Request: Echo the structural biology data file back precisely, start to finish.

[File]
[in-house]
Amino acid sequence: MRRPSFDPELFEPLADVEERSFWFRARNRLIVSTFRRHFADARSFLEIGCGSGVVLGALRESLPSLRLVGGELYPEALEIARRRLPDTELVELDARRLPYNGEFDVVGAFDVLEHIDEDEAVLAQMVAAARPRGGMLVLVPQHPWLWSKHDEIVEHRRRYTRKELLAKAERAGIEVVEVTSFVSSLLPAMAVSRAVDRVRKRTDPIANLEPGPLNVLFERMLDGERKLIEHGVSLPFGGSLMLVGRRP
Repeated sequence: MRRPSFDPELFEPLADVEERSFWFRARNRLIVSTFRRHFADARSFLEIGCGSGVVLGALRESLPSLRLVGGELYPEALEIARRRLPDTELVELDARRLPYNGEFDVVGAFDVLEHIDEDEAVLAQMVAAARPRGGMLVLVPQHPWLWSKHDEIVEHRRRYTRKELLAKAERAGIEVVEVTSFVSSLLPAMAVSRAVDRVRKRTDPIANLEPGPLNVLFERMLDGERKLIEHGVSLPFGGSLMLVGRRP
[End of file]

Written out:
[in-house]
Amino acid sequence: MRRPSFDPELFEPLADVEERSFWFRARNRLIVSTFRRHFADARSFLEIGCGSGVVLGALRESLPSLRLVGGELYPEALEIARRRLPDTELVELDARRLPYNGEFDVVGAFDVLEHIDEDEAVLAQMVAAARPRGGMLVLVPQHPWLWSKHDEIVEHRRRYTRKELLAKAERAGIEVVEVTSFVSSLLPAMAVSRAVDRVRKRTDPIANLEPGPLNVLFERMLDGERKLIEHGVSLPFGGSLMLVGRRP
Repeated sequence: MRRPSFDPELFEPLADVEERSFWFRARNRLIVSTFRRHFADARSFLEIGCGSGVVLGALRESLPSLRLVGGELYPEALEIARRRLPDTELVELDARRLPYNGEFDVVGAFDVLEHIDEDEAVLAQMVAAARPRGGMLVLVPQHPWLWSKHDEIVEHRRRYTRKELLAKAERAGIEVVEVTSFVSSLLPAMAVSRAVDRVRKRTDPIANLEPGPLNVLFERMLDGERKLIEHGVSLPFGGSLMLVGRRP